2. Coming unprepared
Most musicians prefer to practice in their bedroom, or a room designated for music or practicing within their home or apartment. Having your practice room close to the rest of the amenities in your living space can sometimes be extremely detrimental to getting the most out of your practice time.
I’m not recommending that you change the space you normally practice in (although this can also be beneficial to getting the most out of your practice time), but by imagining this room as a destination for your practice time, you can trick yourself into staying in the room for a longer period of time.
Solution: One of the easiest ways to do this is by bringing everything you need to the room. Try actually bringing a backpack full of all the things you might need in the next hour, like a water bottle, notebook, capo, tuner, metronome, cables, and something to snack on in case you get hungry.
By limiting the reasons why you might have to leave the room, you’ve eliminated multiple possibilities for distractions, and forcing your mind to focus on what’s important, the room and your instrument in front of you.
3. Practicing parts you already know
A huge tendency for musicians when they practice is to find a phrase, lick, or section that they play really well and play it over and over again, but this defeats the whole reason for practicing! It’s good to be able to recognize when you’ve “nailed” a certain note, scale, or part in a song, but once you’ve realized that you have it down, don’t give in to the desire to keep playing it over and over again.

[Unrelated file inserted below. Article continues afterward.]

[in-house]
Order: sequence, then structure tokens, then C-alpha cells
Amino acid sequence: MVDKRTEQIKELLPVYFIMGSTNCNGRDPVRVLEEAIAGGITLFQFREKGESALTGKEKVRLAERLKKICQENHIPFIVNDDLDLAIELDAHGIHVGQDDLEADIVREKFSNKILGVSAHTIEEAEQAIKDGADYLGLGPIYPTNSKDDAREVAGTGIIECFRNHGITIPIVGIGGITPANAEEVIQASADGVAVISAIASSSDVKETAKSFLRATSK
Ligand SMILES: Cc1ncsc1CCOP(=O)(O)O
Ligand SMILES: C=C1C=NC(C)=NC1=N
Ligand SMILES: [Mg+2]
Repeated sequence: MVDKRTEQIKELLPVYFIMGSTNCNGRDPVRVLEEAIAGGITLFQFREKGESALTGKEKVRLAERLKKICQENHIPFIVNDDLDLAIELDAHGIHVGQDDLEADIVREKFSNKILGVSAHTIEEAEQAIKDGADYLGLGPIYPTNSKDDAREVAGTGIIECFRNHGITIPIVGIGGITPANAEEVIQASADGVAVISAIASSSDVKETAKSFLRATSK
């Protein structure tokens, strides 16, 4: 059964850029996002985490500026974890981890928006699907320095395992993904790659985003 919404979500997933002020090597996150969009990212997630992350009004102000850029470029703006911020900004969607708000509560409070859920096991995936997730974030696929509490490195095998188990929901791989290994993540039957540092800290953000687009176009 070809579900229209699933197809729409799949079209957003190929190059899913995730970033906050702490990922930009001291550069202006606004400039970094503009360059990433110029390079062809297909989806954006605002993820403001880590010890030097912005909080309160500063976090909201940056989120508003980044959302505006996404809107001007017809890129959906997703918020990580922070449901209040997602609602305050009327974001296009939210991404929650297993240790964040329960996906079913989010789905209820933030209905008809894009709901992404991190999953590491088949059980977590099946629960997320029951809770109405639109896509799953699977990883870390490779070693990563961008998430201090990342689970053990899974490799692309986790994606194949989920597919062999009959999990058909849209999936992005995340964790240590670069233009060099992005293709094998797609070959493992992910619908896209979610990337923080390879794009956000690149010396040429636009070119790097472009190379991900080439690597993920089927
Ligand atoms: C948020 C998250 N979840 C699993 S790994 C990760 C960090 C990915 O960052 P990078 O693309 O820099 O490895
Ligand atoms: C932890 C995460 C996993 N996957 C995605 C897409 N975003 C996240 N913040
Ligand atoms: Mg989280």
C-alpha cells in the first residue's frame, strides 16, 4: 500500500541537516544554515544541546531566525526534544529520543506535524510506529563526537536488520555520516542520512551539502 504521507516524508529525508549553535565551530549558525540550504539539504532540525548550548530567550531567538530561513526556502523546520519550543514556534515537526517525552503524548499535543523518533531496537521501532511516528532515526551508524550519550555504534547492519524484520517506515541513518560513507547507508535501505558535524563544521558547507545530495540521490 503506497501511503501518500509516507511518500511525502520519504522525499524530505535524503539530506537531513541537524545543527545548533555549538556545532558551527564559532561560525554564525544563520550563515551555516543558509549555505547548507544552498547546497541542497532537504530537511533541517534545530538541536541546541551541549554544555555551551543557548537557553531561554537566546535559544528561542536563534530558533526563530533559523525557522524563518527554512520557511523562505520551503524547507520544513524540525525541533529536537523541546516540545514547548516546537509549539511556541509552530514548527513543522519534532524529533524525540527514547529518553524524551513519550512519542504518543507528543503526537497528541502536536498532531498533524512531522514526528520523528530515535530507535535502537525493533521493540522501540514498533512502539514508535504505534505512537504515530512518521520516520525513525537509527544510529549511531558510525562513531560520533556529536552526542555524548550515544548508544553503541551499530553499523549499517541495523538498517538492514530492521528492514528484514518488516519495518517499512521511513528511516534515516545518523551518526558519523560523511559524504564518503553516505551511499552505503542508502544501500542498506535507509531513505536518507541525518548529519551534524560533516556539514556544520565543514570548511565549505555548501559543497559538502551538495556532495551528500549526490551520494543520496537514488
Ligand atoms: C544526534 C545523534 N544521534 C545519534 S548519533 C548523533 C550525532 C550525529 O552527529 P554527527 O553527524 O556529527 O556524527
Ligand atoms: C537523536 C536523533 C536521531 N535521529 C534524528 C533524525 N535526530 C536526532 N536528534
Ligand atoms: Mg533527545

Solution: If you have a scale that you’re trying to learn, start slow, use a metronome and find a tempo that you can play at comfortably (even if it’s really, really slow). It might seem daunting or even depressing when you try something in the practice room and fail at first, but this is where everyone starts from.
Most of practicing in music is muscle memory, so by starting slow and forcing your body to learn the part at one tempo, you can naturally see yourself begin to nail down the part and speed it back up to its normal tempo. And then you can repeat the cycle: once you have a part down - move on!
Then the next time you practice, you can refresh your muscle memory by playing each part, scale, or song that you practiced and mastered last time in the beginning of the session to keep it present in your head.